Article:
### Abstract

Purpose: Several groups have investigated monitoring respiratory tumor motion during a radiotherapy treatment session by fluoroscopically tracking implanted markers. However tracking requires prediction because there is a mechanical latency involved in either shutting the beam off or moving the position of the beam to adjust for the tracking results. Investigators have examined predicting respiratory tumor motion using various linear, non‐linear, and adaptive techniques. Here, we run a pilot study and try a new non‐linear regression method for prediction and compare it with linear prediction on three patients with respiratory tumors. Method and Materials: We examine two methods to predict the future location of the tumor, moving linear regression and moving support vector regression. By trial and error, we find that using 8 prior locations of the tumor is optimal for the linear model. The support vector regressor is non‐linear because we use a radial basis kernel function to expand the input space. Like the linear model, it also uses 8 prior locations to predict the future location. The loss function is the ε‐insenstive. We test our models on data from 3 patients with respiratory tumors. The motion data was collected with Accuray's Synchrony system at 30Hz. Results: We predict the location of the tumor 1 second ahead. The root mean square error of no prediction, linear regression, and support vector regression respectively is 7.41 mm, 1.93 mm, and 1.47 mm. Conclusion: On this small set of patients, we appear to predict tumor motion further into the future than previously reported. Although this might be because of the small sample size, what remains significant either way is the fact that support vector regression out‐performed the linear method for predicting tumor location for each of the three patients.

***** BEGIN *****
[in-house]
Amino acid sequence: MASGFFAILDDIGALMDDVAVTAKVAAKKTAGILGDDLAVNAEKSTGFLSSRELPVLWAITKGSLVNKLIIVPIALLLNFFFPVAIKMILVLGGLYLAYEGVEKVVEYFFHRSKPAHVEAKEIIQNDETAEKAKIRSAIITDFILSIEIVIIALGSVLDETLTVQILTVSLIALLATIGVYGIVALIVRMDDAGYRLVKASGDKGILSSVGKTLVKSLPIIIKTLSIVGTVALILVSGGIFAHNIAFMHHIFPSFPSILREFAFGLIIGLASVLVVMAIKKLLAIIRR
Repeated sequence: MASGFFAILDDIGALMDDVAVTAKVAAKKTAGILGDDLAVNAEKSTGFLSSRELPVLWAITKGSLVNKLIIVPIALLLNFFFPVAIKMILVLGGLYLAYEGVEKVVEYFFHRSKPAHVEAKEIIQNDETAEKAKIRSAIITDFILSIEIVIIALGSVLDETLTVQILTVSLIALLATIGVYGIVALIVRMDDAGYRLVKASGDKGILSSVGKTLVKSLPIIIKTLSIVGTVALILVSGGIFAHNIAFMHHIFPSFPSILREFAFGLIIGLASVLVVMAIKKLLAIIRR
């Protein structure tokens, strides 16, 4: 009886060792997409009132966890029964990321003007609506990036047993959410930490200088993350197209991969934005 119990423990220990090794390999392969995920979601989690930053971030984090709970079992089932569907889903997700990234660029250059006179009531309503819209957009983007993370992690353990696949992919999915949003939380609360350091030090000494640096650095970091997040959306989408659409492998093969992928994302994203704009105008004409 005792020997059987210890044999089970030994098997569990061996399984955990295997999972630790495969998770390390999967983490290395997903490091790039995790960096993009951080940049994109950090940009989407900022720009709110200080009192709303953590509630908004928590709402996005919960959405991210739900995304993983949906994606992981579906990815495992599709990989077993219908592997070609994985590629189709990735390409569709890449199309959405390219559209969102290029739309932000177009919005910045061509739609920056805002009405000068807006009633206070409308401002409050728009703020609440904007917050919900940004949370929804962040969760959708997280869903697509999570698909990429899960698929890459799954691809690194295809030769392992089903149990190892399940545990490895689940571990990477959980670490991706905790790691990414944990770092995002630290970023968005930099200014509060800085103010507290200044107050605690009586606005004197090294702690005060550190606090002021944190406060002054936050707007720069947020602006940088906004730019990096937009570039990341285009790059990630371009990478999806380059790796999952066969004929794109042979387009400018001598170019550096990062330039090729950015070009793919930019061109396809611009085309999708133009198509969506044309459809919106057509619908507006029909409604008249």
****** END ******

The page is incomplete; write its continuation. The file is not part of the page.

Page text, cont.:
Original language | English (US) |
---|---|

Number of pages | 1 |

Journal | Medical Physics |

Volume | 35 |

Issue number | 6 |

DOIs | |

State | Published - 2008 |

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### ASJC Scopus subject areas

- Biophysics
- Radiology Nuclear Medicine and imaging

### Cite this

*Medical Physics*,

*35*(6). https://doi.org/10.1118/1.2962853

**TH‐C‐AUD C‐07 : Prediction of Fiducial Motion in Respiratory Tumors for Image‐Guided Radiotherapy.** / Riaz, N.; Wiersma, R.; Mao, W.; Xing, L.

Research output: Contribution to journal › Article

*Medical Physics*, vol. 35, no. 6. https://doi.org/10.1118/1.2962853

}

TY - JOUR

T1 - TH‐C‐AUD C‐07

T2 - Prediction of Fiducial Motion in Respiratory Tumors for Image‐Guided Radiotherapy

AU - Riaz, N.

AU - Wiersma, R.

AU - Mao, W.

AU - Xing, L.

PY - 2008

Y1 - 2008